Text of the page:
Catherine Tinsley comments on why the risk of contracting coronavirus isn’t enough to keep people apart in Fox News Feature
“The ways in which we process information about risk make it difficult for us to understand how risky it is to be in contact with others,” professor Catherine Tinsley of Georgetown University’s McDonough School of Business told Fox News. “There is something called a ‘near miss’ bias, which is: when people engage in an activity that they know has some risk but then nothing bad happens to them, they tend to ignore that the good outcome was partly due to luck.”
In fact, said Tinsley, an expert in risk management and decision making, every time a person experiences a “near miss,” they become more likely to discount the risk and less likely to take protective action.
“For example, if I believed there was a 10 percent chance of getting infected by going out with my friends to my favorite coffee shop, that may feel a little bit risky to me, but I really want to hang out with my friends so I go anyway,” she said. “The more I go, without any negative repercussions, the more likely I am to think that a 10 percent chance of infection is not very risky at all, and therefore not only am I more likely to go out to the coffee shop, [but I am also] more likely to go out elsewhere because the chance of infection no longer feels risky. These ‘near-miss’ experiences play on our gut-level feelings of whether or not something is dangerous.”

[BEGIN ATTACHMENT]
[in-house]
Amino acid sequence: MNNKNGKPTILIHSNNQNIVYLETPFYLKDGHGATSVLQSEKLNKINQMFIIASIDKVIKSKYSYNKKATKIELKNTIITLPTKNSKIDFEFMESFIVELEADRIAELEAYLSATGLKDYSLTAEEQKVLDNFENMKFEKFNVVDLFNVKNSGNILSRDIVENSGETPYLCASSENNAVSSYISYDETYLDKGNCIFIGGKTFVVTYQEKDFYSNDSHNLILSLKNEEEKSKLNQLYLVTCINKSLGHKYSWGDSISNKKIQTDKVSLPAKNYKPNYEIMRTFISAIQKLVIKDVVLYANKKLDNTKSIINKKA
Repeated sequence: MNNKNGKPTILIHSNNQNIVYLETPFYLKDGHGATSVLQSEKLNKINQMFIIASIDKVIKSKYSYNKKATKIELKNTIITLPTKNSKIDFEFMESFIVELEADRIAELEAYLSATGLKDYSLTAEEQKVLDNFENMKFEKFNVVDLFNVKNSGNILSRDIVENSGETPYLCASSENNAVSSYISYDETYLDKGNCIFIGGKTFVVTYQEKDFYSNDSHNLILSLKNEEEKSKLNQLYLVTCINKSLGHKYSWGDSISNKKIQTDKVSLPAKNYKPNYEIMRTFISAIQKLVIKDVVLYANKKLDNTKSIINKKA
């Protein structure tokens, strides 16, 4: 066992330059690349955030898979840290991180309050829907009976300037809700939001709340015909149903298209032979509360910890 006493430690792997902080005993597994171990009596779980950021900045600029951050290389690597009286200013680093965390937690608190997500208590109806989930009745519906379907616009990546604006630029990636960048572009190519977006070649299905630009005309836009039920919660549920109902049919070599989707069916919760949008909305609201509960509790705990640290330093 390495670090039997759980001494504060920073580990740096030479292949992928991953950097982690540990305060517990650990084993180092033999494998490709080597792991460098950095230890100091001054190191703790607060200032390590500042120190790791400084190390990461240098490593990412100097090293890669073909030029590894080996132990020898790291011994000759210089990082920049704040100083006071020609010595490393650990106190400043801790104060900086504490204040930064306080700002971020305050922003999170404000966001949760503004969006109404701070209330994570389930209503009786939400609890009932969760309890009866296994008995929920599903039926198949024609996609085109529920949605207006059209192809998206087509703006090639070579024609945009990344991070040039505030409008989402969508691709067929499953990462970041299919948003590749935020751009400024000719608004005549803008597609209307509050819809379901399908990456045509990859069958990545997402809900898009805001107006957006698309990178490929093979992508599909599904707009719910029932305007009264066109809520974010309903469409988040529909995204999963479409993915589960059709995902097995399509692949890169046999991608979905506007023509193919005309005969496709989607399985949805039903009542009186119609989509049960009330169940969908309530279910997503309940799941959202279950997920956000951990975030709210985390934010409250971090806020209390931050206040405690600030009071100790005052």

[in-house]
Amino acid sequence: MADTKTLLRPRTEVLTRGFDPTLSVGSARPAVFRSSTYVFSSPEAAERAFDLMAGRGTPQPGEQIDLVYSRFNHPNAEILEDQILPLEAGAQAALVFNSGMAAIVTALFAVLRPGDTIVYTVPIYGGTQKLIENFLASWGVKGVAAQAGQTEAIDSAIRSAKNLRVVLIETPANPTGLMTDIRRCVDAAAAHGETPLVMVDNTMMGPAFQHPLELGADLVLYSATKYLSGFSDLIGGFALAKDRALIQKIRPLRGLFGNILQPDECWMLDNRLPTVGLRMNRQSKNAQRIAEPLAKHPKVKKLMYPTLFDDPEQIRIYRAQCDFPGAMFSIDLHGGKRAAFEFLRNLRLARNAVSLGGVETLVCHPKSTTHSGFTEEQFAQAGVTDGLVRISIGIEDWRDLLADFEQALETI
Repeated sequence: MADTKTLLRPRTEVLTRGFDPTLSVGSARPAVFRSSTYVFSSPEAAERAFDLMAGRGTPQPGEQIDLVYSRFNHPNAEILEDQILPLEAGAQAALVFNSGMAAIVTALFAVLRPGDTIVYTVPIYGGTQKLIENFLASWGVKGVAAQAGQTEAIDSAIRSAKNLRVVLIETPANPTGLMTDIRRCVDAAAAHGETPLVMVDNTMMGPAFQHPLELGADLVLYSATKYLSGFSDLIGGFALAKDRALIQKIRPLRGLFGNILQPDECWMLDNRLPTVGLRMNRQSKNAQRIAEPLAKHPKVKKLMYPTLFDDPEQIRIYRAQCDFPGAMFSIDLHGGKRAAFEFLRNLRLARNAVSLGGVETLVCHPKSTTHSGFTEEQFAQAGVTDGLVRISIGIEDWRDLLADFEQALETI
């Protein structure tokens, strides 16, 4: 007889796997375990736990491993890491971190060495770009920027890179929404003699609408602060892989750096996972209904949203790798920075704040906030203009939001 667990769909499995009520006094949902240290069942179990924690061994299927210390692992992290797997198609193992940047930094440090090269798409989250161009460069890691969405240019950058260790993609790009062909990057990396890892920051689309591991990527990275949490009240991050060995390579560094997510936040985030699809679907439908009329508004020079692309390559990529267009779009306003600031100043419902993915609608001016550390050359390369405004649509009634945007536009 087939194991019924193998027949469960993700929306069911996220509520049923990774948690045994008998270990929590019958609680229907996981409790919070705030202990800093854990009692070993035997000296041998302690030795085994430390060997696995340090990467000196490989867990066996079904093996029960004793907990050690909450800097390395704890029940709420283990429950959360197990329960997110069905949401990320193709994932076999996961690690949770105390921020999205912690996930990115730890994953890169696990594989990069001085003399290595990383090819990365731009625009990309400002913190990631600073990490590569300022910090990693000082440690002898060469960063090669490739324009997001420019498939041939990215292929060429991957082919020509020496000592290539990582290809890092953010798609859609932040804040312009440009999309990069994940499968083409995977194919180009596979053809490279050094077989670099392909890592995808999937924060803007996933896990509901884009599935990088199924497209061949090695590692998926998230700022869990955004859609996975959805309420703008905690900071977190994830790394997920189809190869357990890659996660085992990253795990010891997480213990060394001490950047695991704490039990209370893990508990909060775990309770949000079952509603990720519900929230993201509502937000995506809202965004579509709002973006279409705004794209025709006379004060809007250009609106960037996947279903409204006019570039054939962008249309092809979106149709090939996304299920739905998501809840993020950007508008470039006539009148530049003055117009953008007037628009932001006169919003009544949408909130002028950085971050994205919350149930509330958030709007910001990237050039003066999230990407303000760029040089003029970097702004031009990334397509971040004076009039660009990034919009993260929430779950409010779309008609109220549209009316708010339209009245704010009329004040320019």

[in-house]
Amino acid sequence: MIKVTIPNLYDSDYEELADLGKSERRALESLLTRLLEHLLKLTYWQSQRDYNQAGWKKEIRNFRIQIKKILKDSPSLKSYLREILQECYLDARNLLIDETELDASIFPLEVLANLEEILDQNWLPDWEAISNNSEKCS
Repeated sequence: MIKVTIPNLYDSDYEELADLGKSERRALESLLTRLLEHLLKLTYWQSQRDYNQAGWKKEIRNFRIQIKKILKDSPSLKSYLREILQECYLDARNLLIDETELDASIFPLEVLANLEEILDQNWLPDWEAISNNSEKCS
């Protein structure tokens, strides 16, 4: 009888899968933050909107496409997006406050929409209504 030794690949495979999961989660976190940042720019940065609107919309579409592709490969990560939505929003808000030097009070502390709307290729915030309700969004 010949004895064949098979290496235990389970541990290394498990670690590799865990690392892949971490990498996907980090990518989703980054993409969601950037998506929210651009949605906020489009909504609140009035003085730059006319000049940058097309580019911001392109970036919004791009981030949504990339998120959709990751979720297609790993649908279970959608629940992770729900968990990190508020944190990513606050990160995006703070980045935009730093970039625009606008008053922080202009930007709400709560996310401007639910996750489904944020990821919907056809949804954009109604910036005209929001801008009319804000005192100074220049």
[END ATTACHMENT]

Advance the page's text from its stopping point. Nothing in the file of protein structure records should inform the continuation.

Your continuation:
And with COVID-19 incubation period of up to 14 days, Tinsley said the lag between the risky behavior and negative outcome makes it more difficult for people to associate one with the other.
“If you mingle with others and do get infected, the result is usually known several days later,” she said. “This time lag makes it more difficult for people to believe that any particular action five days ago was responsible.”
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